Concept of Definite Integral

Related Calculators: Definite and Improper Integral Calculator , Riemann Sum Calculator

In Area Problem note we saw that limit of the form `lim_(n->oo)f(x_i^(**))Delta x` arises when we compute an area.

It turns out that this same type of limit occurs in a wide variety of situations even when `f` is not necessarily a positive function.

Thus, this limit has special name and notation.

Definition of a Definite Integral. If `f` is a continuous function defined for `a<=x<=b`, we divide the interval `[a,b]` into `n` subintervals of equal width `Delta x=(b-a)/n`. We let `x_0(=a),x_1,x_2,...,x_n(=b)` be the endpoints of these subintervals and we choose sample points `x_1^(**),x_2^(**),...,x_n^(**)` in these subintervals, so `x_i^(**)` lies in the i-th subinterval `[x_(i-1),x_i]`. Then the definite integral of `f` from `a` to `b` is `int_a^bf(x)dx=lim_(n->oo)sum_(i=1)^nf(x_i^(**))Delta x`.

As with indefinite integral case `f(x)` is called integrand.

`a` is lower limit and `b` is upper limit.

Note, that definite integral is a number, it doesn't depend on `x`. We can choose another variable: `int_a^bf(x)dx=int_a^bf(t)dt=int_a^bf(u)du`.

The sum `sum_(i=1)^nf(x_i^(**))Delta x` is called Riemann sum.

If sample points `x_i^**` are left endpoints then sum is called Left Riemann Sum, if right endpoints then sum is called Right Riemann Sum.

Now let's see what will be if `f` can take both positive and negative values.net area

If `f` takes on both positive and negative values, then the Riemann sum is the sum of the areas of the rectangles that lie above the x-axis minus sum of areas of the rectangles that lie below the x-axis.

Thus, definite integral is net area: area above x-axis minus area below x-axis:

`int_a^bf(x)dx=S_1-S_2+S_3+S_4-S_5+S_6`.

Note, that although we defined `int_a^bf(x)dx` by dividing interval `[a,b]` into `n` intervals of equal width, it is sometimes advantageous to work with intervals of unequal width. If the subinterval widths are `Delta x_1,Delta x_2,...,Delta x_n` then we have to ensure that all these widths approach 0 in the limiting process. This happens if the largest width, `max Delta x_i` , approaches 0. So in this case definition of integral becomes `int_a^bf(x)dx=lim_(max Delta x_i->0) sum_(i=1)^nf(x_i^(**)) Delta x_i`.

Now let's go through a couple of examples.

Example 1. Express `lim_(n->oo)sum_(i=1)^n[3x_i^2-cos(x_i^5)]Delta x` as an integral on the interval `[0,pi]` .

Comparing the given limit with the limit in definition of integral, we see that they will be identical if we choose `f(x)=3x^2-cos(x^5)` and `x_i^(**)=x_i` (so the sample points are right endpoints). We are given that `a=0` and `b=pi`, therefore `lim_(n->oo)sum_(i=1)^n[3x_i^2-cos(x_i^5)]Delta x=int_0^pi(3x^2-cos(x^5))dx`.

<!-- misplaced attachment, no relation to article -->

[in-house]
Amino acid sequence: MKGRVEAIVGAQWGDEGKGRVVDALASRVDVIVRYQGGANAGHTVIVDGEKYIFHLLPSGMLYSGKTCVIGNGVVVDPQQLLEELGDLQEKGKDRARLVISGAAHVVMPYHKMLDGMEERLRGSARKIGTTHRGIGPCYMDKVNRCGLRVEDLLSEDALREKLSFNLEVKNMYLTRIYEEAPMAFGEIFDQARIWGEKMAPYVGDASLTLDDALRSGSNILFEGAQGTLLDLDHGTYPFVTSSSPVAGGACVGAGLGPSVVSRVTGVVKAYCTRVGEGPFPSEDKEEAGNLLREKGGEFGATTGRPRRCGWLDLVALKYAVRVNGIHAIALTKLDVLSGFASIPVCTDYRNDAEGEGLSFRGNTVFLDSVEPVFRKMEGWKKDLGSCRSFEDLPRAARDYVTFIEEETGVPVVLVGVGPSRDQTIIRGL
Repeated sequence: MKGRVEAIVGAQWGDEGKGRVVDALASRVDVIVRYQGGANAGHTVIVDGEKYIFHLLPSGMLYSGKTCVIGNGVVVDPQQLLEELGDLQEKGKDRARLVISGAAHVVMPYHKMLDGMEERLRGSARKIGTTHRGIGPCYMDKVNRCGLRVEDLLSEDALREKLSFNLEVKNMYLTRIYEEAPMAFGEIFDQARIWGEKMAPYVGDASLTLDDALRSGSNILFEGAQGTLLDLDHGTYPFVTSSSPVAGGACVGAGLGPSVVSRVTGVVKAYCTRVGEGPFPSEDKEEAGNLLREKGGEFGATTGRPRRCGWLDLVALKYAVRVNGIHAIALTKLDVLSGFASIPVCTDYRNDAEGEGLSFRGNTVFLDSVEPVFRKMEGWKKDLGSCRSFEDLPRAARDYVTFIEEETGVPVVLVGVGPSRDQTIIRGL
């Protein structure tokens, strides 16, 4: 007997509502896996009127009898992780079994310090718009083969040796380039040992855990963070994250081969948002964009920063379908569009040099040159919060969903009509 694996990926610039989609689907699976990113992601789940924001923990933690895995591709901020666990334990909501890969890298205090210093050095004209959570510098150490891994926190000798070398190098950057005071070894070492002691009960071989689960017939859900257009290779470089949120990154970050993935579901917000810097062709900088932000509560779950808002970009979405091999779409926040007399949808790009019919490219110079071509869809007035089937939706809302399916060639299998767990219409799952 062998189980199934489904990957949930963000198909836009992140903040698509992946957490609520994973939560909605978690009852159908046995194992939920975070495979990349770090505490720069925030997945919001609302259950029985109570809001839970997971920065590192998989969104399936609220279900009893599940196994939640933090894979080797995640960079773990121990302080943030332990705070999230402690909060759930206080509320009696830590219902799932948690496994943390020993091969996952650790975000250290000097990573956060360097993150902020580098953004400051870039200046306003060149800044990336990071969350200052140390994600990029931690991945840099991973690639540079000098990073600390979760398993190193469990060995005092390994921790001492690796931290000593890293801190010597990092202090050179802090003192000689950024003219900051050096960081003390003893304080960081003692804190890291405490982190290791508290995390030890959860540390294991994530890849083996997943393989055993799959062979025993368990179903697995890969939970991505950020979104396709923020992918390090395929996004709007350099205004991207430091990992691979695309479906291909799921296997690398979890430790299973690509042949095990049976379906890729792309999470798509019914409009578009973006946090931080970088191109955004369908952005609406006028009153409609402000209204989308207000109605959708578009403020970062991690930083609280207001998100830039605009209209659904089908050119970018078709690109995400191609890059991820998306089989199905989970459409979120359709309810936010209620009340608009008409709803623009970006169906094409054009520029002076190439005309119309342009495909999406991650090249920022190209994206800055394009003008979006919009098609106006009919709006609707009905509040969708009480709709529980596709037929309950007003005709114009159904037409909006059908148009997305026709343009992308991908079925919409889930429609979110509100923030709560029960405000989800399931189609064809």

It is very important to recognize limits of sums as integrals. In general, if `lim_(n->oo)sum_(i=1)^nf(x_i^(**))Delta x=int_a^bf(x)dx` then we replace `lim sum` by `int`, `x_i^(**)` by `x` and `Delta x` by `dx`.

Example 2. Evaluate `int_0^2(3x^2-x^3)dx`.

Divide interval `[0,2]` into `n` subintervals of width `Delta x=(2-0)/n=2/n`.

Since we can use any point within subinterval, let's use right endpoints.

Right endpoint of i-th subinterval is `(2i)/n`, so

`int_0^2(3x^2-x^3)dx=lim_(n->oo)sum_(i=1)^nf((i)/n)2/n=lim_(n->oo)sum_(i=1)^n (3((2i)/n)^2-((2i)/n)^3)2/n=lim_(n->oo)sum_(i=1)^n(24 i^2/n^2-16i^3/n^3)1/n=`

`=lim_(n->oo)sum_(i=1)^n(24/n^3 i^2-16/n^4 i^3)=lim_(n->oo)(sum_(i=1)^n(24/n^3 i^2)-sum_(i=1)^n(16/n^4 i^3))=lim_(n->oo)(24/n^3 sum_(i=1)^n i^2-16/n^4 sum_(i=1)^n i^3)=`

On this stage we need the following two formulas:

`sum_(i=1)^n i^2=(n(n+1)(2n+1))/6`.

`sum_(i=1)^ni^3=((n(n+1))/2)^2`.

So, `int_0^2(3x^2-x^3)dx=lim_(n->oo)(24/n^3 (n(n+1)(2n+1))/6-16/n^4 ((n(n+1))/2)^2)=`

`=lim_(n->oo)((4(n+1)(2n+1))/n^2-(4(n+1)^2)/n^2)=`

`=lim_(n->oo)(4(1+1/n)(2+1/n)-4(1+2/n+1/n^2))=4(1+0)(2+0)-4(1+2*0+0)=4`

So, `int_0^2(3x^2-x^3)dx=4`.

Example 3. Evaluate the following integral by interpreting it in terms of areas: `int_(-2)^2sqrt(4-x^2)dx`.

Since `f(x)=sqrt(4-x^2)>=0`, we can interpret this integral as the area under the curve `y=sqrt(4-x^2)` from -2 to 2.

Squaring both sides give `y^2=4-x^2` then `x^2+y^2=4` and the required area is area of semicircle with radius 2.

Therefore, `int_(-2)^2sqrt(4-x^2)dx=1/2 pi*(2)^2=2pi` .

Example 4. Evaluate the following integral by interpreting it in terms of areas: `int_-1^2(2|x|-1)dx`.example of net area

First we draw graph of the function `y=2|x|-1` on interval `[-1,2]`.

Recall that definite integral is net area: `int_(-1)^2(2|x|-1)dx=S_1-S_2-S_3+S_4`.

Now area `S_1` is area of right-angled triangle with legs `1/2` and 1, so `S_1=1/2*1/2*1=1/4`.

Similarly, `S_2=1/2*1/2*1=1/4`, `S_3=1/2*1/2*1=1/4` and `S_4=1/2*3/2*3=9/4`.

So, `int_(-1)^2 (2|x|-1)dx=1/4-1/4-1/4+9/4=2`.